In the women’s single elimination, Dakhla resident wildcard originally from Wales, Kirsty Jones, was peerless in her fluid wave approach and did the most damage possible. Drawn against tour leader Carla Herrera-Oria in round one of the single elimination, the Spaniard was promptly beaten by Kirsty and found herself facing the unenviable task of working her way back through the double elimination from the very bottom.
The women’s double elimination had begun on Friday afternoon and, by the end of Saturday evening, Carla had herself battled through five heats – as with Airton the adjusted competition format played to her strengths as the most accomplished freestyler on tour right now. However, her backside wave approach in these smaller waves made her flow and wave connection more difficult, so all her heats were closely contested in the end.
Peri Roberts was her first victim on Saturday, a new charger from Australia on tour this season who is improving event to event. Carla’s back-roll board-off the difference between them in this otherwise fairly even backside duel.
Swede Catharina Edin put up the highest wave score in the next heat, but again Carla’s freestyle prowess carried her through, this time pulling the advantage from a front roll board-off.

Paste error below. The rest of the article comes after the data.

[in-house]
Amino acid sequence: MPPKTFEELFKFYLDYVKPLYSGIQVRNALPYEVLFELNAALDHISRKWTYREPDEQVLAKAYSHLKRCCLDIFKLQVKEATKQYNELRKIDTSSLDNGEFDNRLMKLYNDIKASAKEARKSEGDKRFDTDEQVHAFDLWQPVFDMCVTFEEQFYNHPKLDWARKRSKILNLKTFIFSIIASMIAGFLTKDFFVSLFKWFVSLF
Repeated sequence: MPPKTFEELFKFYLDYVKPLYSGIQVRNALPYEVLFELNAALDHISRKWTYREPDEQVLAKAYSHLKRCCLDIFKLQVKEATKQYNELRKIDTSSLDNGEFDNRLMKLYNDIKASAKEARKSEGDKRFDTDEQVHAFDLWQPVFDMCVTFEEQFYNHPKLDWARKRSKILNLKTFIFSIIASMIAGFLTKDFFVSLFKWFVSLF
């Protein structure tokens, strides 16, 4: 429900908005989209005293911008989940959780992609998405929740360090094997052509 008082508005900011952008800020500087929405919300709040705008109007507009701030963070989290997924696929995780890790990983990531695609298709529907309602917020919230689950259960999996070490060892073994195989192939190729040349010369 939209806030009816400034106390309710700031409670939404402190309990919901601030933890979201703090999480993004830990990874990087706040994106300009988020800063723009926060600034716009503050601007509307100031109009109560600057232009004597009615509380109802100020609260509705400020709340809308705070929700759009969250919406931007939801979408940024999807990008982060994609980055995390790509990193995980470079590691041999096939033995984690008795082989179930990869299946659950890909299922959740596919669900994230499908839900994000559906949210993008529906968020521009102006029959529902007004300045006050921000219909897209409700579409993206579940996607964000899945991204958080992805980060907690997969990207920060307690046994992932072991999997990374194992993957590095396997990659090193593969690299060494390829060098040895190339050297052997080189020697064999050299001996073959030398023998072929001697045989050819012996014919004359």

The semi-final against Charlotte Carpentier was an important heat as these are the top two riders in the championship. It was very tight too, but Charlotte only managed two waves and one freestyle trick in the heat (you could say she was efficient!) Carla’s tic tac was judged better than Charlotte’s straight air and with that, although the maths was still being calculated, Carla had done enough to secure the title!
Conditions had really dropped away, but there was a little wind. The forecast showed for it to die through the day so the men’s semi final ran in what became a pure wave shore break showdown.
REECE V AIRTON
Opportunities were scarce but both riders challenged themselves to catch the jacking waves closer and closer in to shore. Nearing the end of the heat Airton somehow sensed that a little pulse of energy was going to turn into something workable and it did. He fired in four turns in very close succession, getting a 5.23 score and took the lead: 11.03 to 10.53. His sixth heat win in a row was complete. There was only Mitu left, and he’d have to beat him twice if he wanted to claim the event win.